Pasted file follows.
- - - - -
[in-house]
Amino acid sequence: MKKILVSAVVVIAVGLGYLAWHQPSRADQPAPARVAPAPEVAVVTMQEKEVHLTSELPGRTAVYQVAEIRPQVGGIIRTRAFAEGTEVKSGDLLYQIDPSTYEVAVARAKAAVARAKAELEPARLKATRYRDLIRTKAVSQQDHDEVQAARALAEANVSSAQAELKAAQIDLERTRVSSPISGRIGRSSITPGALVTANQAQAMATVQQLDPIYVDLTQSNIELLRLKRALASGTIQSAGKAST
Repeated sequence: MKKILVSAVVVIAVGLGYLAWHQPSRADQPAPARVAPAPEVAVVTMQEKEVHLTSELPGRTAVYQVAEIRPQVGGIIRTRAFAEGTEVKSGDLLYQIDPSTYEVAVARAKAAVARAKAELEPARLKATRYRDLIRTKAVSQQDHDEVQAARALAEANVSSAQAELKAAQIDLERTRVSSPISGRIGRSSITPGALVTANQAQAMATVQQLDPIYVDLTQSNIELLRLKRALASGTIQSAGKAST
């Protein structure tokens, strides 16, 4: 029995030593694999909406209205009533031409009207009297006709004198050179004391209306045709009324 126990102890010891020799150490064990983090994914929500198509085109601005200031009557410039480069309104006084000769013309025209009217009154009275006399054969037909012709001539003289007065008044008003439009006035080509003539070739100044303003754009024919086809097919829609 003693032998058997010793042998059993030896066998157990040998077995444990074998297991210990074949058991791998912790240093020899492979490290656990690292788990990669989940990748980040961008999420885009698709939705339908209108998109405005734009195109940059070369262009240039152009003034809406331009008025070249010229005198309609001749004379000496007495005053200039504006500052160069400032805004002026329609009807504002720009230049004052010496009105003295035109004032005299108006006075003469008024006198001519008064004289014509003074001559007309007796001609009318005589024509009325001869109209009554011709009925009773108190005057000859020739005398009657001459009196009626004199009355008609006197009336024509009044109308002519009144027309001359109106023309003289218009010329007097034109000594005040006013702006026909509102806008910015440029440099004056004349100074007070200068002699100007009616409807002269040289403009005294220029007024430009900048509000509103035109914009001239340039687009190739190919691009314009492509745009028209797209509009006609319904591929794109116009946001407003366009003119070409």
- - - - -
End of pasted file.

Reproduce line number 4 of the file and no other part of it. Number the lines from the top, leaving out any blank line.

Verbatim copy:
């Protein structure tokens, strides 16, 4: 029995030593694999909406209205009533031409009207009297006709004198050179004391209306045709009324 126990102890010891020799150490064990983090994914929500198509085109601005200031009557410039480069309104006084000769013309025209009217009154009275006399054969037909012709001539003289007065008044008003439009006035080509003539070739100044303003754009024919086809097919829609 003693032998058997010793042998059993030896066998157990040998077995444990074998297991210990074949058991791998912790240093020899492979490290656990690292788990990669989940990748980040961008999420885009698709939705339908209108998109405005734009195109940059070369262009240039152009003034809406331009008025070249010229005198309609001749004379000496007495005053200039504006500052160069400032805004002026329609009807504002720009230049004052010496009105003295035109004032005299108006006075003469008024006198001519008064004289014509003074001559007309007796001609009318005589024509009325001869109209009554011709009925009773108190005057000859020739005398009657001459009196009626004199009355008609006197009336024509009044109308002519009144027309001359109106023309003289218009010329007097034109000594005040006013702006026909509102806008910015440029440099004056004349100074007070200068002699100007009616409807002269040289403009005294220029007024430009900048509000509103035109914009001239340039687009190739190919691009314009492509745009028209797209509009006609319904591929794109116009946001407003366009003119070409």